Chihuly Garden and Glass

I admit, before going to the Chihuly Garden, I thought it was going to be boring because you know, once you’ve seen a glass bowl, you’ve seen ’em all. Not so!

When I went to the Chihuly Garden, the exhibit was ocean themed. That meant giant sea monsters and flights of the imagination of what could be at the depths of the ocean.

I went to the exhibit that showcases the works of glass artist Dale Chihuly, a big deal in Seattle. I think there’s a lot of pride that Seattle managed to create an artist other than Nirvana. I went with my family; my dad, his partner, his cousin, and his aunt.

I remember going into one of the rooms, I think it was full of sea plants, and my dad giggled. “What’s so funny?” I asked him.

He pointed to one of the sculptures. “Ok, that one looks like boobs.”

“You say that about everything,” I responded, clearly embarrassed, as I usually am at my dad’s side of the family when we’re in public, for this very reason.

He giggled his way into the next room over and I stayed at that exhibit for a while longer.

Then my dad’s cousin, Angela walked in. She started giggling. “Oh God, what’s so funny,” I asked for the second time in the past 5 minutes.

She pointed to one of the sculptures, “That one is boobs,” she said, “It is.”

I rolled my eyes, “That’s what my dad just pointed out to me.”

She laughed some more, so proud of herself, and went on to the next room to see what exciting glass adventures await.

Just as I was ready to join her in the next exhibit, my dad’s aunt Julie showed up. Julie a proper lady of 65 years. She is the adult of the family.

“Looks like boobs,” she whispered in my ear.

Pike Place Market

Ok, Pike Place is really cool. It’s one of the oldest continuously operated farmers’ markets in the United States. Its shops include produce, crafts, antiques, comic books, collectibles, restaurants, fishmongers, arcades, and one of the oldest head shops in Seattle.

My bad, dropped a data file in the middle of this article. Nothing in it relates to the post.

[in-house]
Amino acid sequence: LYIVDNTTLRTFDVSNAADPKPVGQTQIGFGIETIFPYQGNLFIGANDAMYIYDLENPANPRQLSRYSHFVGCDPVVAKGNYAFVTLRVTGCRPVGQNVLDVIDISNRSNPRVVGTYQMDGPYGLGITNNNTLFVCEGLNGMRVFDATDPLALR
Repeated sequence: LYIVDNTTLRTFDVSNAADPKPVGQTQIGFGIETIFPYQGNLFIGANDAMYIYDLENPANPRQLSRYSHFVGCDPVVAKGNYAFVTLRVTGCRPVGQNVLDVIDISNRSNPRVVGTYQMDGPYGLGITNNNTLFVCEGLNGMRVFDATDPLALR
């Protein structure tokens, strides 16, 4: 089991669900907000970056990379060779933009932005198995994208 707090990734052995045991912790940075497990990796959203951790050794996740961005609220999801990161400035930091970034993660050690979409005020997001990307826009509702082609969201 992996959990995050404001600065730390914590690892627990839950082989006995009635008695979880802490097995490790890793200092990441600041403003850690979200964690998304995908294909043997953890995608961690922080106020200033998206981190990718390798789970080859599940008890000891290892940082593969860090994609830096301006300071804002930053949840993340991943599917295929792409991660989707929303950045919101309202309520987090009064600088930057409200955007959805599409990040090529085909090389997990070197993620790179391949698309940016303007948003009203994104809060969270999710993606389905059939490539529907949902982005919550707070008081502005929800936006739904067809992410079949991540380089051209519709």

Beware of the fish mongers though.

I am about to say something controversial on here, but I’m going to say it: The fish mongers are overpriced. And they’re overpriced because you’re unsuspectingly paying for a show.

So they throw the fish. Big fucking deal. I can throw my own fish at home.

That’s their schtick. They yell the name of the fish you want to each other and repeat it in a chorus and sometimes sing and then at the beginning of the show they throw the fish to each other. They never drop it too. Can you imagine how many times a day a $60 fish would just be ruined because I didn’t catch it in time?

Yeah, and I’m serious about paying $60 for 2.5 lbs. of fish. That’s ridiculous. I don’t care if my fish isn’t the highest quality sourced salmon that’s fed off a silver platter with a golden fork and knife. No salmon is worth $60. Not a single one in history.

So don’t give me a $60 fish or I’ll destroy your reputation on my blog.

But come for the fish and stay for the vast array of other shops. Some of the freshest, local produce, seafood, flowers, and hobby shops are in the deeper, more hidden parts of the market. I think the world’s biggest shoes might be available to see through a peephole if you pay a quarter to see it through some binoculars. There’s also machine and human fortune tellers and psychics.

Lastly, it is always packed. Be prepared and patient to wait in a long line, but there’s a reason the line is out the door: the food is very good.

Don’t get frustrated about waiting in line for a long time. That’s part of travel and life in general. You’re going to be waiting in a lot of lines. But instead of thinking about how awful it is and how much you don’t want to be waiting and what a grumpy mood it’s putting you in, use it as an opportunity to smell the food and watch people and eavesdrop on their conversations.

The Market is a great place to go for excellent food, and I suggest trying a little bit of everything for a day.

Just be prepared to wait for it.

Washington State Ferries

I fucking hate the ferry.